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Title: Laboratory studies of fresh and aged biomass burning aerosol emitted from east African biomass fuels – Part 1: Optical properties
Abstract. An accurate measurement of the optical properties of aerosol is critical for quantifying the effect of aerosol on climate. Uncertainties persist and results of measurements vary significantly. Biomass burning (BB) aerosol has been extensively studied through both field and laboratory environments for North American fuels to understand the changes in opticaland chemical properties as a function of aging. There is a need for a widersampling of fuels from different regions of the world for laboratory studies. This work represents the first such study of the optical andchemical properties of wood fuel samples commonly used for domestic purposes ineast Africa. In general, combustion temperature or modified combustionefficiency (MCE) plays a major role in the optical properties of the emitted aerosol. For fuels combusted with MCE of 0.974±0.015, which is referred to as flaming-dominated combustion, the single-scattering albedo (SSA) values were in the range of 0.287 to 0.439, while for fuels combusted with MCE of 0.878±0.008, which is referred to as smoldering-dominated combustion, the SSA values were in the range of 0.66 to 0.769. There is a clear but very small dependence of SSA on fuel type. A significant increase in the scattering and extinction cross section (with no significant change inabsorption cross section) was observed, indicating the more » occurrence of chemistry, even during dark aging for smoldering-dominated combustion. Thisfact cannot be explained by heterogeneous oxidation in the particle phase,and we hypothesize that secondary organic aerosol formation is potentiallyhappening during dark aging. After 12 h of photochemical aging, BB aerosolbecomes highly scattering with SSA values above 0.9, which can be attributedto oxidation in the chamber. Aging studies of aerosol from flaming-dominatedcombustion were inconclusive due to the very low aerosol number concentration. We also attempted to simulate polluted urban environments byinjecting volatile organic compounds (VOCs) and BB aerosol into the chamber, but no distinct difference was observed when compared to photochemical aging in the absence of VOCs. « less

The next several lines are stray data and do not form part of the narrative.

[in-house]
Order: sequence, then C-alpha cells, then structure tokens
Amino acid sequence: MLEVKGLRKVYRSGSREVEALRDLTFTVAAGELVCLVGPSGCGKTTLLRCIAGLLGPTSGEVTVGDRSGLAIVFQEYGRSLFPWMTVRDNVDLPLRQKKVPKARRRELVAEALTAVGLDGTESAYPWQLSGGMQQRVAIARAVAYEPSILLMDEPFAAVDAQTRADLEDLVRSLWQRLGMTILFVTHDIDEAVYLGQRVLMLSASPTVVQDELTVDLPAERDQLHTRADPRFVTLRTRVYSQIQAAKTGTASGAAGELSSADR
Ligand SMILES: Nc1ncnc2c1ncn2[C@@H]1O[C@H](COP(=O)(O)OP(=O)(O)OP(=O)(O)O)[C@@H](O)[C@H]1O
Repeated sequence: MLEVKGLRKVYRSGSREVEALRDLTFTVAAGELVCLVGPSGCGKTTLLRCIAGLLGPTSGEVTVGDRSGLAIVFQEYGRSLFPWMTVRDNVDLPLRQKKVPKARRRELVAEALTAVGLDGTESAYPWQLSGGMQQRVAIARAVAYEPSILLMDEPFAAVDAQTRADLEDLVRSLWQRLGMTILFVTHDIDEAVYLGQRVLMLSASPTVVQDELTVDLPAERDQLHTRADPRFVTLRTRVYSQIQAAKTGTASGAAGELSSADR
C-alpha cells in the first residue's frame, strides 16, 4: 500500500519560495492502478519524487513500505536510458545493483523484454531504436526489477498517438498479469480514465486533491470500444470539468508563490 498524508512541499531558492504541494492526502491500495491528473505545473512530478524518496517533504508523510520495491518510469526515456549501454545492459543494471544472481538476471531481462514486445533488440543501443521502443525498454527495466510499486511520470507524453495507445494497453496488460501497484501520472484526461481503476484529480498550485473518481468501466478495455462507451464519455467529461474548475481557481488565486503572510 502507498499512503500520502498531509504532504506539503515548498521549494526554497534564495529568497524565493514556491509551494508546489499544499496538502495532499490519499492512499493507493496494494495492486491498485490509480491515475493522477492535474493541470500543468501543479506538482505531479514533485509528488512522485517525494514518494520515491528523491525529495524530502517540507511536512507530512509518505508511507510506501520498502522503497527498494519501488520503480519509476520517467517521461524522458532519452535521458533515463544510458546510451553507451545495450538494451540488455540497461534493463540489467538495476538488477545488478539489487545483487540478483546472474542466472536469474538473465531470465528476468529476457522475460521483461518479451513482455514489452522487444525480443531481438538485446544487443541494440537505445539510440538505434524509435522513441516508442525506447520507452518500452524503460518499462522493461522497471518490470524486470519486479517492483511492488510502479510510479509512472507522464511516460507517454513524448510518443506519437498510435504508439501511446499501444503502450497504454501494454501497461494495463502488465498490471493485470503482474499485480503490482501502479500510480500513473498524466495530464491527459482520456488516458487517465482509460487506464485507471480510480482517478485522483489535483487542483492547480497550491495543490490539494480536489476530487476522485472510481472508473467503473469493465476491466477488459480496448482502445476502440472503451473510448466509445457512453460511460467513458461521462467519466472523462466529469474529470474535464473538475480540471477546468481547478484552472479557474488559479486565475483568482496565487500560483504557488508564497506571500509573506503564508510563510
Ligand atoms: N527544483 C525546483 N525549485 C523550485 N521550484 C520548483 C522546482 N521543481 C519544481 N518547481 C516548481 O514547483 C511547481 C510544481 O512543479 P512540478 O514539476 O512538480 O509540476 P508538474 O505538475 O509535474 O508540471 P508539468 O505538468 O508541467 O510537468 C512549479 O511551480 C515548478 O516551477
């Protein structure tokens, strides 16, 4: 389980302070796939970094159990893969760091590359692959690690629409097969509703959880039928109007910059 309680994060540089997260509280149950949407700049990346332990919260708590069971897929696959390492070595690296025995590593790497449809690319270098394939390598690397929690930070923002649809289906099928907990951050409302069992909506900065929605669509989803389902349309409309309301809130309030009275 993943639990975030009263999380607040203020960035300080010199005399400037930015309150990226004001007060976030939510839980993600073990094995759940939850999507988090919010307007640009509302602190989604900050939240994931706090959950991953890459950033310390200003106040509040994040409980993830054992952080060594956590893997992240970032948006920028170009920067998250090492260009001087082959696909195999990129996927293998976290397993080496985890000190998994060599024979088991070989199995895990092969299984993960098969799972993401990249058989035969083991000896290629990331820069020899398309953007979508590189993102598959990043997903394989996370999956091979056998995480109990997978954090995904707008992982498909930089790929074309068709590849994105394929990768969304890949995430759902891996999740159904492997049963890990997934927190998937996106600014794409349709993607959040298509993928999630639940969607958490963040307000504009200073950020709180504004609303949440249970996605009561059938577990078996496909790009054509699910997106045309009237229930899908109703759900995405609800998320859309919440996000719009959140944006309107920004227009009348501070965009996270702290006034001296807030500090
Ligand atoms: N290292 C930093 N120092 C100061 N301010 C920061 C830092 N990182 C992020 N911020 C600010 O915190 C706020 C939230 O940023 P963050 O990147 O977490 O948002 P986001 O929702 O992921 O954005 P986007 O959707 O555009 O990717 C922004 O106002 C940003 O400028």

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Atmospheric Chemistry and Physics
Page Range or eLocation-ID:
10149 to 10168
Sponsoring Org:
National Science Foundation
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